Although criticism of them has reached an all-time high in recent times, particularly as the industry struggles to maintain market-beating growth that it used to be known for, hedge funds are still some of the most prestigious jobs in finance with some of the wealthiest men on the planet as their faces.
Below are some of the main strategies that hedge funds use to generate the returns that they once used to be known for:
The hedge fund manager maintains an active portfolio of stocks where overvalued stocks are “shorted” or “bet against” and undervalued stocks are “long”. There are a multitude of methods used to arrive at the valuation decision as to whether a stock is overvalued or undervalued. However, once the decision is arrived at, factors such as leverage levels, holding periods and trading strategies are analyzed and the fund goes long and short in two companies within the same industry
In a market neutral strategy, the hedge fund looks to target zero net exposure to the markets by longing and shorting securities with an equal value placed on the long and the short. Although the risk here is lower than the long/short equity, the return over here would again be lower as well.
Acquirers of a company typically pay a control premium to convince shareholders to part with their shares. Since that would mean that a potential target would be trading at a discount, merger arbitrageurs look to simultaneously buy and sell the stocks of two merging companies to create a riskless profit. The only risk here would be the deal not going through.
Convertibles are hybrid instruments which have a combination of a bond with an equity option. This type of strategy looks to long the bonds and short a portion of the shares into which they convert, thus making a profit on a mispricing in the conversion factor when converted. These types of strategies thrive in volatile markets when mispricing is likely to be more pronounced.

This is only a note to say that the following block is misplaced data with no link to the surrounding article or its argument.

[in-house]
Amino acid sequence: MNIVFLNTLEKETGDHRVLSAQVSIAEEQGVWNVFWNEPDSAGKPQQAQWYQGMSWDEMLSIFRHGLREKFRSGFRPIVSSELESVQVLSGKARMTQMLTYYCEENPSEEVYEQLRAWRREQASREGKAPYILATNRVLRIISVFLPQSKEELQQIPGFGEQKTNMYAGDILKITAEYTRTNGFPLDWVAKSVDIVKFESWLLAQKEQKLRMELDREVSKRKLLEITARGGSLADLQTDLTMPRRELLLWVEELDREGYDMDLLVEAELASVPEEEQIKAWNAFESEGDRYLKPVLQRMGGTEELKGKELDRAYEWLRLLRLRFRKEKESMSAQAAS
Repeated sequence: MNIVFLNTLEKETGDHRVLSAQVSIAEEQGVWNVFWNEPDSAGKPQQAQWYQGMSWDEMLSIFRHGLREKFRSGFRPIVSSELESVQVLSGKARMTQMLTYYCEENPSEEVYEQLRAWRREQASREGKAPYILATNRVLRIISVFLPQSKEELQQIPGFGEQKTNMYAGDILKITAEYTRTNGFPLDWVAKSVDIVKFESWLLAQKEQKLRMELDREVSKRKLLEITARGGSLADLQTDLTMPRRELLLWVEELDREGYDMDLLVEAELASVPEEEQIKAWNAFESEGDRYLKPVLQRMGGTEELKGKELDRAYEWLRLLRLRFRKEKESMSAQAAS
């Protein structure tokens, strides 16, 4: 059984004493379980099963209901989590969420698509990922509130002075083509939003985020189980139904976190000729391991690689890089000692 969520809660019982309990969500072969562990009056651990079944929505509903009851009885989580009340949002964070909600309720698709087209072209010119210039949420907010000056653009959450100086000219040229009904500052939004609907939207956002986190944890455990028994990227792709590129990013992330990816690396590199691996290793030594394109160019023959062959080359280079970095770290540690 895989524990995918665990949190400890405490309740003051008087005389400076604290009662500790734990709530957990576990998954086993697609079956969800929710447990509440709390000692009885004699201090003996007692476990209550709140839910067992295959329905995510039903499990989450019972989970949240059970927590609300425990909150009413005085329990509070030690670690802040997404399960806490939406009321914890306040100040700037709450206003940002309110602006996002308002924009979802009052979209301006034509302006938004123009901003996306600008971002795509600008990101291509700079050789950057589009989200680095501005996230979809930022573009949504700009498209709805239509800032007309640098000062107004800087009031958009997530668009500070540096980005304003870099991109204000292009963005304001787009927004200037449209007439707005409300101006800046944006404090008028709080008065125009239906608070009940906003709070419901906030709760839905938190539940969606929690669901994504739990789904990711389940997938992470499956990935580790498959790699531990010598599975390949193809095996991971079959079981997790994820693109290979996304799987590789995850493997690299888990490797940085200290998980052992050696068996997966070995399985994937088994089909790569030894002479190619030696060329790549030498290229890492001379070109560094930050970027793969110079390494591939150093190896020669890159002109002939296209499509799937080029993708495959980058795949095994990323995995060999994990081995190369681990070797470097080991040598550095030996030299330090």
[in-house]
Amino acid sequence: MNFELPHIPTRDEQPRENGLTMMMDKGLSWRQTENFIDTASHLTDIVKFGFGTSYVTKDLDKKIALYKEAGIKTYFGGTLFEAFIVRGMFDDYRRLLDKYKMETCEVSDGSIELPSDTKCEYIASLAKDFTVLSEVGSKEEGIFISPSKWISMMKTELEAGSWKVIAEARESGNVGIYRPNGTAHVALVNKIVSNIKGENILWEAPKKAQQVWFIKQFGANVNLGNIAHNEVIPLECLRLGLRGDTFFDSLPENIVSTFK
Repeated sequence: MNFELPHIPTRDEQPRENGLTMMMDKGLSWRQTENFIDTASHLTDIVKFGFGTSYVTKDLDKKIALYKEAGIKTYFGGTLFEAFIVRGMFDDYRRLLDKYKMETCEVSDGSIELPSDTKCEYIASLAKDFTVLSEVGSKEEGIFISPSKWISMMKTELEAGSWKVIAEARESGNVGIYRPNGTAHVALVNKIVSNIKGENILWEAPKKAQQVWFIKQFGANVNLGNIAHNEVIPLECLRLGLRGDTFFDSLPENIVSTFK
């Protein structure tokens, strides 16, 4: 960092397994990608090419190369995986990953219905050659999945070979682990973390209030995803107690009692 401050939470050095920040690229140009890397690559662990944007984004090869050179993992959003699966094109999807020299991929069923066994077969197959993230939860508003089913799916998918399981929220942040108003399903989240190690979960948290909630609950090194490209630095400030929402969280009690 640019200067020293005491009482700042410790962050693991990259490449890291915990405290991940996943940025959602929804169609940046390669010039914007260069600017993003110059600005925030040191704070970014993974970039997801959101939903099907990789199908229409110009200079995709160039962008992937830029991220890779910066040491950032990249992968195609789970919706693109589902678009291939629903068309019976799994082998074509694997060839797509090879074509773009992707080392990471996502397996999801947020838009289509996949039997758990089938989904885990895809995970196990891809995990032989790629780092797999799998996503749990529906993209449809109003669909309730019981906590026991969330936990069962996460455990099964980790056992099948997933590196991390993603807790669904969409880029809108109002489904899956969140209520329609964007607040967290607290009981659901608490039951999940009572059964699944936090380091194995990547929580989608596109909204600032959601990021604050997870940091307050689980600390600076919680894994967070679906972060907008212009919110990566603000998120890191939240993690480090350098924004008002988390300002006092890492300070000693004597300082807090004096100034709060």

In an event driven strategy, the hedge fund manager looks to take positions in companies undergoing a major corporate action such as a primary issuance, restructuring, tender offers, buybacks, debt exchanges etc. Distressed securities in particular are popular in this type of strategy where managers often take short positions in companies on the verge of bankruptcy.
Global macro strategies look to make a return across various geographies by making bets on interest rate movement, sovereign bonds, currencies etc. A good knowledge of the economic and political climate in countries is therefore critical and the vehicle of choice in these types of strategies tend to me more liquid instruments like futures and currency forwards.
Although these investment funds are not as common, their main strategy revolves around creating an investment portfolio of weaker companies expected to decline in value where profits can be made by shorting the stock. However, this goes against the market’s natural bias for asset price appreciation.
Fixed income arbitrage
When fixed income instruments offer arbitrage opportunities, fixed income arbitrageurs spring into action where opposing positions are assumed to benefit from small price inconsistencies, this mitigating interest rate risk. The most common amongst these strategies is the in-swap spread where a long and short is taken in a swap and a Treasury bond.
Capital structure arbitrage
With the objective being to exploit pricing inefficiencies in the firm’s capital structure, this strategy buys the firm’s undervalued security and shorts the overvalued security. For example, if negative news coms out for the company, a capital structure arbitrageur would short the stock as equity holders are more at risk of losing out in case of bankruptcy.